• submitting to a magazine or podcast (maybe EscapePod or Clarkesworld)
  • writing a short screen or radio play (never attempted this before)
  • planning and beginning a novel or novella

Not sure yet about editing the story I did for NaNoWriMo - with all the above I may be a bit too busy.

Will see how the plans go er... after I've firmed up said plans! Watch this space...
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2017 in Reading

Planned Reading in 2017

So I've set myself a target of reading
40 books in 2017, but which books will they be?

I'm planning on continuing through my shelves picking off books I've bought but not got to yet and there will be plenty of SF and non-fiction stuff too. Of course the books can't
all be picked now, but a fair few can. Some heavyweights and some lighter ones. It'll be interesting wherever I end up.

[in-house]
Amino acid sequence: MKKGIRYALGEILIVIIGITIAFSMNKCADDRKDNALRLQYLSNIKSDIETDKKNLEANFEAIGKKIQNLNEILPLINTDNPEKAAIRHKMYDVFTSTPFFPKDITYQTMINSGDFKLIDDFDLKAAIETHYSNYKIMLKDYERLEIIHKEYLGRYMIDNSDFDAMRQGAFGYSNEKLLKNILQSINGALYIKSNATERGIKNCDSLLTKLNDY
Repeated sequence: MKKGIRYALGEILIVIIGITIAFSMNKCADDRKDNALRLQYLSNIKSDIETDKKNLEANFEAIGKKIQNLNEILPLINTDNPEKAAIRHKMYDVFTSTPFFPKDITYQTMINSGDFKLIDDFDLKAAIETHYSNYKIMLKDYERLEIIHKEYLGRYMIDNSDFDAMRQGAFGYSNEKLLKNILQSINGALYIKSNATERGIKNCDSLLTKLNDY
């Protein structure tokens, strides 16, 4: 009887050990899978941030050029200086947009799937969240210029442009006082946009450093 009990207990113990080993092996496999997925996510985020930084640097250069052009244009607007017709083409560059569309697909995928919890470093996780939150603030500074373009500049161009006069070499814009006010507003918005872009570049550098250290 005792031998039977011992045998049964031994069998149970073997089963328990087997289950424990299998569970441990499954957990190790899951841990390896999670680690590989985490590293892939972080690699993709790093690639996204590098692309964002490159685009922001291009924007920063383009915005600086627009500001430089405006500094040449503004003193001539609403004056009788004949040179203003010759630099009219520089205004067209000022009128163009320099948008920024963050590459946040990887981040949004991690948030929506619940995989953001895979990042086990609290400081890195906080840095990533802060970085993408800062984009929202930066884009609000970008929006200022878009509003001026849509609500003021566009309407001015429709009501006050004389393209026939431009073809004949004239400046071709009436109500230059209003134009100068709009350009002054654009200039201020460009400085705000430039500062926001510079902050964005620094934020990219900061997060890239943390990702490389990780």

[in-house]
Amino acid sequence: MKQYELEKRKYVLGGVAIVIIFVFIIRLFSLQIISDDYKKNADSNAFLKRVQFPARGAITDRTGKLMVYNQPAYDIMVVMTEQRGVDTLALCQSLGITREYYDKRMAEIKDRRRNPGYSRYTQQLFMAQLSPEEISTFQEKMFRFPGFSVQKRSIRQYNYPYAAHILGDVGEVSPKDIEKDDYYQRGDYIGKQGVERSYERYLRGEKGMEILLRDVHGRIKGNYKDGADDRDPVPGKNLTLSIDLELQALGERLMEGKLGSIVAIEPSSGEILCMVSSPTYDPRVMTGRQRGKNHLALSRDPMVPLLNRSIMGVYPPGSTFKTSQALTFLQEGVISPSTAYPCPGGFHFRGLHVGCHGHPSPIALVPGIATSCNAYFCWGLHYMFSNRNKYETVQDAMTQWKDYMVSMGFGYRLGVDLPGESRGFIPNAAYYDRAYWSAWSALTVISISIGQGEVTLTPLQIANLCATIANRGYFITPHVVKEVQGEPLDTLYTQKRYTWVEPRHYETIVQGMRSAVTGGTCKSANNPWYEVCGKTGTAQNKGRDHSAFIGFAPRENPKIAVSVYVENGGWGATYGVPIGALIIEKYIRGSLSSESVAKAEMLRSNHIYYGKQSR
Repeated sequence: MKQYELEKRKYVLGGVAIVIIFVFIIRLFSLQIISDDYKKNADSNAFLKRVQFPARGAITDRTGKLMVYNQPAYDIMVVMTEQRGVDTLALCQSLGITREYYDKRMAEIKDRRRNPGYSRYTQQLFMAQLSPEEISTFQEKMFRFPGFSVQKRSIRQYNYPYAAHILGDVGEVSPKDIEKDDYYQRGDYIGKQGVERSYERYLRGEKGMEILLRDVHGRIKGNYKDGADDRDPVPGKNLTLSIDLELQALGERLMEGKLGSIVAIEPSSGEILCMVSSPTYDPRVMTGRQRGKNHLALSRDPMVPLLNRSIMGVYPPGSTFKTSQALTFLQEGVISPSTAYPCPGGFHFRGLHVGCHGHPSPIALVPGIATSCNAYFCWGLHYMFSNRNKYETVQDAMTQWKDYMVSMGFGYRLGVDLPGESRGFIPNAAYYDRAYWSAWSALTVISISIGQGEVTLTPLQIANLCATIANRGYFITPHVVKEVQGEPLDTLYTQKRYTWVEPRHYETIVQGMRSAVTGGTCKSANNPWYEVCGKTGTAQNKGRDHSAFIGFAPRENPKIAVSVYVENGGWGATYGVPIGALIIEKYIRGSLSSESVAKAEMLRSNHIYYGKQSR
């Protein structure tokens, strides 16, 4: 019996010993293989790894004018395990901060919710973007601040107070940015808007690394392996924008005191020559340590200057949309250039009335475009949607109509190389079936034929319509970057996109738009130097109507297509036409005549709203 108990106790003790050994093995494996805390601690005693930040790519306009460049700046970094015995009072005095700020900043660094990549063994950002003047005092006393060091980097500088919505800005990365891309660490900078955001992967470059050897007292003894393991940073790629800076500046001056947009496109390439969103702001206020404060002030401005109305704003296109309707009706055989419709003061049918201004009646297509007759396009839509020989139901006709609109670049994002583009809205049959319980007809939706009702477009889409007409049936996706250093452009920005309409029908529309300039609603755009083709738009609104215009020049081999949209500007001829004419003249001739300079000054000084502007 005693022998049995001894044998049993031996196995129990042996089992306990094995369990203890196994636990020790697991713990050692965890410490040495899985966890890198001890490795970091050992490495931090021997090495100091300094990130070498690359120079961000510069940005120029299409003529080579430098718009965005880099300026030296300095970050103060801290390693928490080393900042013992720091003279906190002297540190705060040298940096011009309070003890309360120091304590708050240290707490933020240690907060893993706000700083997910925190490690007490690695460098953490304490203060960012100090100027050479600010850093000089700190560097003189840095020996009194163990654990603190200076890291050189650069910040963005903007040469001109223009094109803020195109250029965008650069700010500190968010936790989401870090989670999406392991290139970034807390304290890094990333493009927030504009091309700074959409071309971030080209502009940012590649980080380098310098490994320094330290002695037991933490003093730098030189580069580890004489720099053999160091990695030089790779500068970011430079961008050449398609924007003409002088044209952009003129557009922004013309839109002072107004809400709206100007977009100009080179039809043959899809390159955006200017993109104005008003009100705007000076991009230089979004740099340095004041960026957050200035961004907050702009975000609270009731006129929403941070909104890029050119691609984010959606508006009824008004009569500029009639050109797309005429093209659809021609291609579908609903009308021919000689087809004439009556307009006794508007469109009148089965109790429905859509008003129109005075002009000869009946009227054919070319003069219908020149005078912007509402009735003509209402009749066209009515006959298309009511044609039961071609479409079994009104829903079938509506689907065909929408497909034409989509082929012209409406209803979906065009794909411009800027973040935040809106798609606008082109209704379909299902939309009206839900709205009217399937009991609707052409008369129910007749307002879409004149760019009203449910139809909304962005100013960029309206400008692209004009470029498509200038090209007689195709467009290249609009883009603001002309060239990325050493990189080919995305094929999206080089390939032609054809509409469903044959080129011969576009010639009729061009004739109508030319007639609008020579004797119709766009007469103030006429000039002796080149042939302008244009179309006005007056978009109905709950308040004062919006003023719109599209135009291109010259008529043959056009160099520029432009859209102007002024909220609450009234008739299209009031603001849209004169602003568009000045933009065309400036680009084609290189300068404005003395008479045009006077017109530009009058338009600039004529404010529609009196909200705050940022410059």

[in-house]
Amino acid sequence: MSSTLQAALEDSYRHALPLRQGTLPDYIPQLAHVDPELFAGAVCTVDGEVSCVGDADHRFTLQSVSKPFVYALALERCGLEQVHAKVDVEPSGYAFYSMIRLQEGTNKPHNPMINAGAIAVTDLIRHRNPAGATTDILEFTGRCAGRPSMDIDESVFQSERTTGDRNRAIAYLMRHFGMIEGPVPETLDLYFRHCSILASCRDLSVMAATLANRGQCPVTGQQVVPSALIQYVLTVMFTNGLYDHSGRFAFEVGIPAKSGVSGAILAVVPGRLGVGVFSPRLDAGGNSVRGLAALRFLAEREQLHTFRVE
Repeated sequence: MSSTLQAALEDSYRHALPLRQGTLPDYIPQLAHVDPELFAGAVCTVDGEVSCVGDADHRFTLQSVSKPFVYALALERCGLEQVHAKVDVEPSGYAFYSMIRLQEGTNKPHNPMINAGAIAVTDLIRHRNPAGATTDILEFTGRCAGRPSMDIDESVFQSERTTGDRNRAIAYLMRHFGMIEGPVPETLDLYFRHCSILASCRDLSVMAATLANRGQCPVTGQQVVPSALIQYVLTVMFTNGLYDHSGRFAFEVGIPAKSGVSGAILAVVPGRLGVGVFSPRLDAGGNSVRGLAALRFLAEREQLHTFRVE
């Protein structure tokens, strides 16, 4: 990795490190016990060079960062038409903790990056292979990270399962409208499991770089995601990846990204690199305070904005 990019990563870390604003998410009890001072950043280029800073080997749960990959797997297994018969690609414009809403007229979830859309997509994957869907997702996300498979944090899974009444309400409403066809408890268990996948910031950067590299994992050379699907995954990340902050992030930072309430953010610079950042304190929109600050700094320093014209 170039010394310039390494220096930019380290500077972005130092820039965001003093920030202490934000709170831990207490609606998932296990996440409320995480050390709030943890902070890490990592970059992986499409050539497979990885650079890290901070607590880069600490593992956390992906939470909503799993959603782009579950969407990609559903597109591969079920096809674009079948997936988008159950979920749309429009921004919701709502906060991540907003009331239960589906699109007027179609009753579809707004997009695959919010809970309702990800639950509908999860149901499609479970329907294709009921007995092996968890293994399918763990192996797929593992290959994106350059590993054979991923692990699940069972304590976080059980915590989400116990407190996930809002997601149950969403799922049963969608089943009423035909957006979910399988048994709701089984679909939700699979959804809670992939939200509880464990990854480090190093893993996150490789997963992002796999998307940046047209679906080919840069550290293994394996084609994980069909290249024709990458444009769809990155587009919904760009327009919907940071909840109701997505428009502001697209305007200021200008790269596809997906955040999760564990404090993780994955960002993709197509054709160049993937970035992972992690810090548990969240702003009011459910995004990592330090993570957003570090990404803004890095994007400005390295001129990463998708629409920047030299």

To date my 'definite' reads to come include:


Non-Fiction

'White Mughals' - William Dalrymple
'Return of a King' - William Dalrymple
'Jerusalem' - Simon Sebag Montefiore
'One Summer' - Bill Bryson

JerusalemKing

Classics

'Macbeth' - Billy Shakes
'The Tempest' - Billy Shakes
'Something or other' - Charlie Dickens
'Name of the Rose' - Umberto Eco


SF and Fantasy

'Gormenghast' - Mervyn Peake
'The Silmarillion' - Tolkien
'The Golden Compass' - Philip Pullman


GormenshastCompass
Silmarillion



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2016 in Reading

Goodreads and Reading

I've been a member of
GoodReads for four years now and I must say I quite like it. It's not over intrusive in the way Facebook and Instagram are always trying to get in your face. You can look up recommendations based on your reading, but they're not constantly rabbiting at you- which is great.

I do like to see a record of what I've read when. With my memory it's very handy.